Schoening v. 102 Jute Bags, D.C.E.D.Pa.1955, 132 F.Supp. 561, does not support appellant's position in any way. The court there does not cite or discuss 740; and, as a matter of fact, the decision refuses to accept admiralty jurisdiction because the tort alleged did not occur on navigable waters.
Kamara v. S. Livanos & Co., D.C.S.D.N.Y.1951, 97 F.Supp. 435, also does not deal with 740. There the court held that defendanths alleged 'blacklisting' of certain sailors dealt with their employment as seaman and hence came within the cognizance of admiralty jurisdiction. But this conclusion is relevant only to appellant's contention that a tort, though committed ashore, is cognizable in admiralty if it arises out of a maritime relationship. As mentioned previously this branch of the case is not now open for consideration.
Hovland v. Fearnley & Eger, D.C.E.D.Pa.1952, 110 F.Supp. 657, did pass on the meaning of 740. There, wastes and water which may have contributed to plaintiff's on-shore injury, were discharged from the ship. The court held that a case for jurisdiction might be made out if plaintiff could prove a causal connection between the discharge of the wastes and the injury. In discussing the applicability of 740, the court had this to say:
'For an injury to be caused by a vessel within the meaning of the Act, it is not necessary that the vessel itself be the physical instrumentality producing it. The phrase covers injuries which result from acts of the vessel's personnel but, of course, with the limitation that the acts must be in some way connected with the vessel's service. The libellant's contention is that 'caused by the vessel' may be read to mean, caused by an act or omission of some of the vessel's personnel in the course of any activity involving the vessel. This interpretation would be broad enough to cover the case of an injury caused by a member of the crew driving an automobile miles inland to purchase or arrange for the delivery of equipment or supplies for the vessel. It is not necessary to decide whether this view can be sustained. One can go so far as to say that if the injury results from an act of any of the vessel's personnel in the course of operating the vessel, rather than in the course of doing something which involves the vessel, jurisdiction could be sustained, even though the vessel itself is not an instrumentality in bringing about the accident.' Id. at page 658.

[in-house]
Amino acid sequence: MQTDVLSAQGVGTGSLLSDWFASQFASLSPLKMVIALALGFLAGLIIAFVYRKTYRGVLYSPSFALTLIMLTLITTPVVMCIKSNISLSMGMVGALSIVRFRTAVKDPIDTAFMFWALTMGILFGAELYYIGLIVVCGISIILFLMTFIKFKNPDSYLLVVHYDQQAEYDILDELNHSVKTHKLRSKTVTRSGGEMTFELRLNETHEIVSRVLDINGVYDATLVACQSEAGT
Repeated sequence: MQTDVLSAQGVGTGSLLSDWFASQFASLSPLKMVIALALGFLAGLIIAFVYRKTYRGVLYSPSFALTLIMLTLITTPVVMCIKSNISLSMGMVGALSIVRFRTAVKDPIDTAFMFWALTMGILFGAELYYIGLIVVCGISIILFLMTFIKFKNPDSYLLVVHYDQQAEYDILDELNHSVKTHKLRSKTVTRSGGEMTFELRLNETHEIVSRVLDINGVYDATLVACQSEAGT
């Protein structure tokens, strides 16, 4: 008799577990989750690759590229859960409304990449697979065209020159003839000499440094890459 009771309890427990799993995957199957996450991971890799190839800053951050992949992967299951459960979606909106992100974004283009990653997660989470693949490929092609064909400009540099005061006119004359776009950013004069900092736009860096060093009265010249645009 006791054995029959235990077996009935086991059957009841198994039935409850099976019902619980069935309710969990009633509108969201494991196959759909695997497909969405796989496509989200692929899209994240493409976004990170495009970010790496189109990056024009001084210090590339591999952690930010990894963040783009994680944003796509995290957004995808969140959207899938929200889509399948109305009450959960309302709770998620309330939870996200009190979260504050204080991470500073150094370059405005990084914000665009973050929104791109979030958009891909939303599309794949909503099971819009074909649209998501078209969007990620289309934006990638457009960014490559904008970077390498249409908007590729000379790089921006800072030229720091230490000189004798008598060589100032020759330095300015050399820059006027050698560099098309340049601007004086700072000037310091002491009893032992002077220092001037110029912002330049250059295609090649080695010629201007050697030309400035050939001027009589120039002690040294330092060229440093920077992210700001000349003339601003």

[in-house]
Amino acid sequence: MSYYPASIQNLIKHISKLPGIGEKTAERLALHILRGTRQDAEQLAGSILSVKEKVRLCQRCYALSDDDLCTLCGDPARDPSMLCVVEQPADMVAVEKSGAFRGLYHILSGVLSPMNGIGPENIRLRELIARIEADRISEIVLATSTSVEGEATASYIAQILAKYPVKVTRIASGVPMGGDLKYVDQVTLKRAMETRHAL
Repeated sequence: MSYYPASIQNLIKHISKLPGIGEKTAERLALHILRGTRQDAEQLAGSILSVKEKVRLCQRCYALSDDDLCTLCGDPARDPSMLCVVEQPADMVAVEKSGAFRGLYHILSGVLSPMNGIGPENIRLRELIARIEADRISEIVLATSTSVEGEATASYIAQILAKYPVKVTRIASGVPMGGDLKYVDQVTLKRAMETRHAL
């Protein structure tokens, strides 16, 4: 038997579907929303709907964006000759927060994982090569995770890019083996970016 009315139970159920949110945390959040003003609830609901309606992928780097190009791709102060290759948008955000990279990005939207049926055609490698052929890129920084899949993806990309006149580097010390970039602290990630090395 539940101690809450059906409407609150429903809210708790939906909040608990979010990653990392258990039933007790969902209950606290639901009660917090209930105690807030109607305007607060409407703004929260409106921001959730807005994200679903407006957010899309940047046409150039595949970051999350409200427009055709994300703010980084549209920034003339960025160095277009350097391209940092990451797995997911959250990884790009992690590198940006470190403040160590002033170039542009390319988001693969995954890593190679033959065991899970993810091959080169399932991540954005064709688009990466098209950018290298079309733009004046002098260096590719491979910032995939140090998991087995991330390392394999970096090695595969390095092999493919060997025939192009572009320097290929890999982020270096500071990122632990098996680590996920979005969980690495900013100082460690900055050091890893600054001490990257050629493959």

The court, in Hovland, then, did not pass upon the very broad view of 740 jurisdiction there urged by libellant and here urged by appellant. Only a view as broad as that not passed upon would support appellant's claim for jurisdiction here. The vessel itself, in the case at bar, was not involved in the alleged tort; it was only a fortuitous circumstance that the allegedly libelous letter was written on the decks of the ship rather than in appellee's on-shore offices.
A consideration of the language of the statute ('damage * * * caused by a vessel * * *') and the relevant legislative history (see U.S. Code Cong. Serv., 1948, vol. 2, p. 1899) convince us that Congress did not intend to extend admiralty jurisdiction to a case such as this one. The committee reports and accompanying letters are concerned largely with damage to land structures caused by ships on navigable waters. In our view, the statute should not be construed to confer admiralty jurisdiction over onshore injuries unless the vessel itself or some accessory of it is directly involved. Accordingly, we believe the trial court was correct in refusing to accept admiralty jurisdiction over appellant's claim.
The judgment is affirmed.